Is Radiant Flooring the Best Choice for Your Home?

Is Radiant Flooring the Best Choice for Your Home?
In Portland’s chilly, wet winters, a heating system that infuses your home with an even, draft-free warmth can be a real comfort. While radiant flooring is a good choice if you want this kind of warmth, it’s better suited to some situations than others.

Why Choose Radiant Floor Heating?

A forced-air system, such as a furnace, blows warm air into the room, which quickly rises to the ceiling. A radiant floor system gives off heat that directly warms people and furniture. This type of heat makes you feel warmer overall, allowing you to set a lower thermostat temperature to save energy.

No blowing air also means fewer airborne contaminants such as dust and mold spores, a plus if you experience allergies or asthma. With no motor or air moving through ducts, radiant floors are also quieter than forced-air systems. With no air vents to worry about, you can place your furniture and rugs anywhere.

Consider Your Options

Most homes with radiant flooring use either a hydronic (water) or electric design. A hydronic system uses tubes under the floor to circulate hot water produced by a boiler. The energy-efficiency of boiler heating makes hydronic systems suitable for heating the whole house. If the pipes aren’t installed during the home’s construction, however, the floor must be removed to install them.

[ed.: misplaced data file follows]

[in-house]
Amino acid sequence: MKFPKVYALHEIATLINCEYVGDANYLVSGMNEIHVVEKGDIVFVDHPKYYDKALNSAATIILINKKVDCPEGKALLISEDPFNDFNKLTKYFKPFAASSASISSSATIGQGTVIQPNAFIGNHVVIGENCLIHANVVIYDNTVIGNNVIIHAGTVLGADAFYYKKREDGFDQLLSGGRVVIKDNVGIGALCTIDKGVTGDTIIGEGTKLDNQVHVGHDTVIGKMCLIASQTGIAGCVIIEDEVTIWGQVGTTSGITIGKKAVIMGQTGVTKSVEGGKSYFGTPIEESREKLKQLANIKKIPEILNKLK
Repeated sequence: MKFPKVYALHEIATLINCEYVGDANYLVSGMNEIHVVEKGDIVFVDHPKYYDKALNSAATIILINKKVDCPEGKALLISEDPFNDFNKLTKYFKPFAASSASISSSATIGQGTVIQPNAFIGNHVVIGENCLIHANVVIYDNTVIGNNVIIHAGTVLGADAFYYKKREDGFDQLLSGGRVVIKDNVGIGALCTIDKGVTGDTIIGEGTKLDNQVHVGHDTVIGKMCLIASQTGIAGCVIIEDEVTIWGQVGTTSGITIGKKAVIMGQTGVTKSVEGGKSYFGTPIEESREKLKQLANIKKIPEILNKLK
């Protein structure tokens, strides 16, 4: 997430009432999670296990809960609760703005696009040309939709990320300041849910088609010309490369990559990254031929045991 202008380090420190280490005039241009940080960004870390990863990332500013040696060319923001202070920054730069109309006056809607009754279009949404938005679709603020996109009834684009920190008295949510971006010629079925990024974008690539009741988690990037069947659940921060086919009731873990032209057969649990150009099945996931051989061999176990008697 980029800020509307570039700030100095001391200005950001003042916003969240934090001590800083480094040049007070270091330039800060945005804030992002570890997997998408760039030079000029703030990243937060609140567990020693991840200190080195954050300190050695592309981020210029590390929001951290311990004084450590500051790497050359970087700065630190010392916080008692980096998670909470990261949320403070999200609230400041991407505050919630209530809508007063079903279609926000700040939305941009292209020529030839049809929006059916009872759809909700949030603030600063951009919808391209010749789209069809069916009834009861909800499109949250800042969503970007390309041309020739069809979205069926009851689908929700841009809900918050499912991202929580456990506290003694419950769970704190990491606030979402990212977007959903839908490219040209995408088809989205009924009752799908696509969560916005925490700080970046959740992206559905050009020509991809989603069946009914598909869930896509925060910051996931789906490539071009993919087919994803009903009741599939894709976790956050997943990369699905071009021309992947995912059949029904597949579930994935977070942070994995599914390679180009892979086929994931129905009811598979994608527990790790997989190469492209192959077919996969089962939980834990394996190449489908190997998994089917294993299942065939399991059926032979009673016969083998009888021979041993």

In an electric system, pads embedded with electric heating cables are installed under the floor. Considering the relatively high cost of electric heating, these systems are best kept to a limited area, such as the bathroom. Some designs can be installed without removing the floor as long as the floor is accessible from underneath via the basement or crawl space.

Radiant flooring systems require a floor covering that holds and transmits heat well without suffering heat damage. Tile, stone, laminate, some types of vinyl flooring and even concrete are all options. You’ll want to avoid hardwood and thick carpet, though.

Our goal is to help educate our customers in the Metro Portland area about energy and home comfort issues (specific to HVAC systems).

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Tips for Reducing Energy Costs During Cooler Weather

Tips for Reducing Energy Costs During Cooler WeatherThe major components of winter comfort include a home’s heating system, the water heater and the windows. Increasing the energy efficiency of each of these will cut energy costs without sacrificing comfort or convenience.

  • Have your heating system serviced. Having an HVAC professional maintain your furnace or heat pump will cut energy consumption. The cleaning and adjustments technicians make improve efficiency and safety. Running a system that’s dirty or out of adjustment not only increases energy bills, but it also creates premature and unnecessary wear.